Together, they’ll analyze your needs from different points of view and ask questions to understand better what you want to get in the end. Beware of people who promise you something concrete too early. How can they do that so soon? They don’t have enough understanding of what your needs or current processes are.
Follow the introduction and discovery phases carefully. It’s best if the team cooperates with you step by step, presenting the results of their work at the end of each stage. This allows you to understand how well the information is processed, how quickly the team works with it, and how quickly they can show you a quality result.
Beware of candidates ready to give you pricing and a roadmap after one or two calls. In most cases, they’ll take your money and run your project into a wall, eventually draining your budget and time.
The smart decision is to ask how much time and resources the potential partner will need to implement your idea during the first call. Let’s look at 3 cases that could happen following this question:
- The potential partner gives you figures without asking you for additional information. This means that the team will run up hours without reason.
- The potential partner says something like, “To answer this question, we need time to process the materials.” This is an indication that the team has not likely worked with the solution you plan to build. The data processing and analysis stage will take longer here as the team has not yet worked with such a solution, but the company is ready to invest time and resources to give you the most honest and trustworthy product version in the end.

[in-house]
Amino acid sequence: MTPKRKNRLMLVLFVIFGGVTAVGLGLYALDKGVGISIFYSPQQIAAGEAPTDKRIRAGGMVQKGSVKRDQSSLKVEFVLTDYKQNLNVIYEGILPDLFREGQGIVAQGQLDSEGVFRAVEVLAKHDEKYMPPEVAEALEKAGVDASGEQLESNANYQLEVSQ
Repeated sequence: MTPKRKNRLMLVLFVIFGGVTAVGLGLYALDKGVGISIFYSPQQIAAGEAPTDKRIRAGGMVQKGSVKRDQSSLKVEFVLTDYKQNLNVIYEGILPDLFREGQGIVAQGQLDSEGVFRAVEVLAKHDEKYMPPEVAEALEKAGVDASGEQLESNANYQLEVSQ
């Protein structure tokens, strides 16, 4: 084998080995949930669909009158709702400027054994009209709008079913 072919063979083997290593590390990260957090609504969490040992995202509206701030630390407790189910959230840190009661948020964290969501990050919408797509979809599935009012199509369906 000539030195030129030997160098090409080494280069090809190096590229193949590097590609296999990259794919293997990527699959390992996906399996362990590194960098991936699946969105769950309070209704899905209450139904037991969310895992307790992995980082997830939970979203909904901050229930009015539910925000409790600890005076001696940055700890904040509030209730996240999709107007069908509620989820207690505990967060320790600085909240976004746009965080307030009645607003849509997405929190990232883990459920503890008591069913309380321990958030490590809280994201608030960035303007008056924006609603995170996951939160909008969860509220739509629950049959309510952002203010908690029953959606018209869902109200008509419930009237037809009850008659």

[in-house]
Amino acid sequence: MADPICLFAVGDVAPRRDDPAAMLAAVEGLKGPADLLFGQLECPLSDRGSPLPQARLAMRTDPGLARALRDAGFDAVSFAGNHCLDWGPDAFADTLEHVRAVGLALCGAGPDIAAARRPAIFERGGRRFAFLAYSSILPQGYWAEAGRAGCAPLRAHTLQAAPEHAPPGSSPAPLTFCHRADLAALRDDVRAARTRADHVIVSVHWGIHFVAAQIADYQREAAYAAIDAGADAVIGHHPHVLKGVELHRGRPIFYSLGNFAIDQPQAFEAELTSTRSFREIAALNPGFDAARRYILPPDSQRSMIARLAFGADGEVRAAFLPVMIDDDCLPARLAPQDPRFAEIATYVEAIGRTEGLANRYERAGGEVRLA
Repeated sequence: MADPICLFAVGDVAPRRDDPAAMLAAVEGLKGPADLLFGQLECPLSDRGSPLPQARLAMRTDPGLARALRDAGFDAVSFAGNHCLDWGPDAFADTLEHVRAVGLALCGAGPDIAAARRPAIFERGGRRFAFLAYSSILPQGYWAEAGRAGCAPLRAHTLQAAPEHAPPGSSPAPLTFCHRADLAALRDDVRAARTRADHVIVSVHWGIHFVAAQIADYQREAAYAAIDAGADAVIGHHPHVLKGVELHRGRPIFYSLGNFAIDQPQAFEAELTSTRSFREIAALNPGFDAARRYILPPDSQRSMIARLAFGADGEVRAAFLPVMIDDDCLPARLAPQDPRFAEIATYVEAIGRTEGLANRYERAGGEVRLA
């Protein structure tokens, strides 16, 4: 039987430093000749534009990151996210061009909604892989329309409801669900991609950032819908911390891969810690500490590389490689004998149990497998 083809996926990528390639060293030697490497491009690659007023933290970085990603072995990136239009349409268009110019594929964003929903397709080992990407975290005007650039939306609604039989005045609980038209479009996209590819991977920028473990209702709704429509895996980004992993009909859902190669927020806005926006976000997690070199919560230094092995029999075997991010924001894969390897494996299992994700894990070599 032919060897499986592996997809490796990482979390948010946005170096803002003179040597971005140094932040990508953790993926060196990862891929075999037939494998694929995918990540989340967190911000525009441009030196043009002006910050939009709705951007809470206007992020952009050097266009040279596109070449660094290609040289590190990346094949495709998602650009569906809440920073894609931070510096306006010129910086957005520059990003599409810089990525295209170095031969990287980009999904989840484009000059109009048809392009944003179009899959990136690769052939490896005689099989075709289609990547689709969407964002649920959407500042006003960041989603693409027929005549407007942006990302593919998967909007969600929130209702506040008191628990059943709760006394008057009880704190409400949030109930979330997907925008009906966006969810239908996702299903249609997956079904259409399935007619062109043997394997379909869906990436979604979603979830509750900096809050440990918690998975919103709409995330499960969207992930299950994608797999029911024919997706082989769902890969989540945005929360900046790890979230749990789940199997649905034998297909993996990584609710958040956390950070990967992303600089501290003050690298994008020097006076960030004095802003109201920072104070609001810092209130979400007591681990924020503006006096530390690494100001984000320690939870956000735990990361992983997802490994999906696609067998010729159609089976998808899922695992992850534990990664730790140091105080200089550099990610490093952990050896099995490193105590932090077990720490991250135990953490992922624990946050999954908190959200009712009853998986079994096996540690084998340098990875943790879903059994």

- The potential partner says something like, ” According to our experience, such systems take X hours. But to answer this question fully, we need additional time to process the materials.” This is an indication that the team has experience developing the solution you plan to make. Also, the company is ready to invest time and resources to give you the most honest and trustworthy product version. The data processing and analysis stage will take less time than in the first case as they have relevant experience. As a bonus, the team is likely to be able to ask you better questions and share suggestions based on their experience.
During the screening stage, also pay attention to how the team proposes to move forward with the development. It’ll be better if the company suggests the “discovery phase” (when you don’t have deep documentation, designs, etc.) or the “requirements transition phase” (when you have all the necessary documentation but the development team needs to convert it into a working format).
The development without these steps will be chaotic because it’ll be much harder to build a development plan without adequate documentation. In addition, there might be instances when some parts of your system are misunderstood, and you spend a lot of time and budget to develop that part incorrectly.
Yes, this will require additional financial investment, but it’ll significantly reduce the risks of spending much more in the future due to communication errors or other human factors.
To sum up, the more rushed a potential partner is, the more you have to think about cooperation with them because the better they process your request, the better it’ll be. And quality takes time.
The process is simpler if you consider hiring employees into an existing team. The partner selection process begins similarly to the search for a development team from scratch, but you don’t need to collect paperwork, describe the product, etc. Instead, you and your team need to create a request for the specialist you need. Describe the profile of the ideal candidate. Once the partner provides you with a list of CVs, review them and begin the interview process. Once you’ve selected the needed team and have tested each software engineer, onboard them and begin building your solution.